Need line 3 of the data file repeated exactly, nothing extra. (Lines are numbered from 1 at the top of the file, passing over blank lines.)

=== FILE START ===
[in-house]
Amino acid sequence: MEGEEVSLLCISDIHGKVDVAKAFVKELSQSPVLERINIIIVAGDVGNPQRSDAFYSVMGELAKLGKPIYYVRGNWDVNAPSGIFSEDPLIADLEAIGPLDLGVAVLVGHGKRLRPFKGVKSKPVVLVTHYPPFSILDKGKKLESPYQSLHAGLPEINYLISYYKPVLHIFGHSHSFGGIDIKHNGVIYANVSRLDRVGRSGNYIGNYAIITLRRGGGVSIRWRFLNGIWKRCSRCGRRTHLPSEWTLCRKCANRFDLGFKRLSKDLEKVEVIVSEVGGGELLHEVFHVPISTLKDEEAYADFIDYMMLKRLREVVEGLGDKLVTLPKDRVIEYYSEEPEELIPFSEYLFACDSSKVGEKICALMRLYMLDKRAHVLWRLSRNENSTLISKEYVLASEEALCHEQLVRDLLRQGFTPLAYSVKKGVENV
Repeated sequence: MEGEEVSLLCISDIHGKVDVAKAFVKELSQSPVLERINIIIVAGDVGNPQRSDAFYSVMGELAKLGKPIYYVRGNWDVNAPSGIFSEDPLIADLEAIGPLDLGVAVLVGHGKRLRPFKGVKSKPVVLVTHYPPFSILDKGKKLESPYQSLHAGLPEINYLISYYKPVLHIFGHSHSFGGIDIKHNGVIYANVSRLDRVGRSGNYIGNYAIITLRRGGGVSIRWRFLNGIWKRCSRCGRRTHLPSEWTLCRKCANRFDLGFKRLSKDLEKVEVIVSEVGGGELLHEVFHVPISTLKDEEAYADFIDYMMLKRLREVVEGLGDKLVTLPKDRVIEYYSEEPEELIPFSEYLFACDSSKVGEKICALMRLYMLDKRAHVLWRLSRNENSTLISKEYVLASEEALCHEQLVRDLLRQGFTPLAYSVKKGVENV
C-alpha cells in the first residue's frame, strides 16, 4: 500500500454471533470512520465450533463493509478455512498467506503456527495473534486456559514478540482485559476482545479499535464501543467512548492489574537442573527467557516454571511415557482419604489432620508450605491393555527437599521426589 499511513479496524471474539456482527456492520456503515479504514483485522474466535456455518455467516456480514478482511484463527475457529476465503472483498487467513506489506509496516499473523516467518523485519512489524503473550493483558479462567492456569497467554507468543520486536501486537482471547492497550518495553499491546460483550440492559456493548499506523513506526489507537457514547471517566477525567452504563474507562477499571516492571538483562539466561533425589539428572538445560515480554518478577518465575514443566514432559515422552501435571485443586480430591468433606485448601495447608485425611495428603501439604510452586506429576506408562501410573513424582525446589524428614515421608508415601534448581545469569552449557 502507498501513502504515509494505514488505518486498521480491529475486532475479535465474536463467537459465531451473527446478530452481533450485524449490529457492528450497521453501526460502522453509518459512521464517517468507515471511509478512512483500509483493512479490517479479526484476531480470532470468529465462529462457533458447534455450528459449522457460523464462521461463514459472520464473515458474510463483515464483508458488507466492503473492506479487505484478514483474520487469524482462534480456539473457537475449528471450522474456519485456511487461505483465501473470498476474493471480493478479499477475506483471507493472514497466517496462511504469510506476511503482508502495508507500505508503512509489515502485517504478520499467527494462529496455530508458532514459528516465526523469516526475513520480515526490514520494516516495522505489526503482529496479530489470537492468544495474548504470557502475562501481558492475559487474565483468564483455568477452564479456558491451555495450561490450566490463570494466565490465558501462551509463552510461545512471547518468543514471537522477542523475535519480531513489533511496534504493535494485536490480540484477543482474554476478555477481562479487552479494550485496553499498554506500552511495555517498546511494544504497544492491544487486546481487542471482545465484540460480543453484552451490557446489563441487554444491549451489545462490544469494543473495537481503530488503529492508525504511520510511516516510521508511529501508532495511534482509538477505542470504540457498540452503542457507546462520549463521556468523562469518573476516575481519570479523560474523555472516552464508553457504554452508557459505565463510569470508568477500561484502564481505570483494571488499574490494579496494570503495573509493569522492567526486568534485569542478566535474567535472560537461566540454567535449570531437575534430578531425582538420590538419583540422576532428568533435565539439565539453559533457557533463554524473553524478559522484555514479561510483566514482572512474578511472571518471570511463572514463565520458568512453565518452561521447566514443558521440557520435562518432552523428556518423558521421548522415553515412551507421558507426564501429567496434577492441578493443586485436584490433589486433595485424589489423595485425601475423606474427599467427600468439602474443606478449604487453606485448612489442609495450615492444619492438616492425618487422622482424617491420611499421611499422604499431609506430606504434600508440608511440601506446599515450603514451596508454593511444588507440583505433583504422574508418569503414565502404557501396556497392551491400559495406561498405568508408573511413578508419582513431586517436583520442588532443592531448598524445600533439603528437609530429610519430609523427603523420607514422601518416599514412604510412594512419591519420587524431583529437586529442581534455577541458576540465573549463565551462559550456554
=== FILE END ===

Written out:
Repeated sequence: MEGEEVSLLCISDIHGKVDVAKAFVKELSQSPVLERINIIIVAGDVGNPQRSDAFYSVMGELAKLGKPIYYVRGNWDVNAPSGIFSEDPLIADLEAIGPLDLGVAVLVGHGKRLRPFKGVKSKPVVLVTHYPPFSILDKGKKLESPYQSLHAGLPEINYLISYYKPVLHIFGHSHSFGGIDIKHNGVIYANVSRLDRVGRSGNYIGNYAIITLRRGGGVSIRWRFLNGIWKRCSRCGRRTHLPSEWTLCRKCANRFDLGFKRLSKDLEKVEVIVSEVGGGELLHEVFHVPISTLKDEEAYADFIDYMMLKRLREVVEGLGDKLVTLPKDRVIEYYSEEPEELIPFSEYLFACDSSKVGEKICALMRLYMLDKRAHVLWRLSRNENSTLISKEYVLASEEALCHEQLVRDLLRQGFTPLAYSVKKGVENV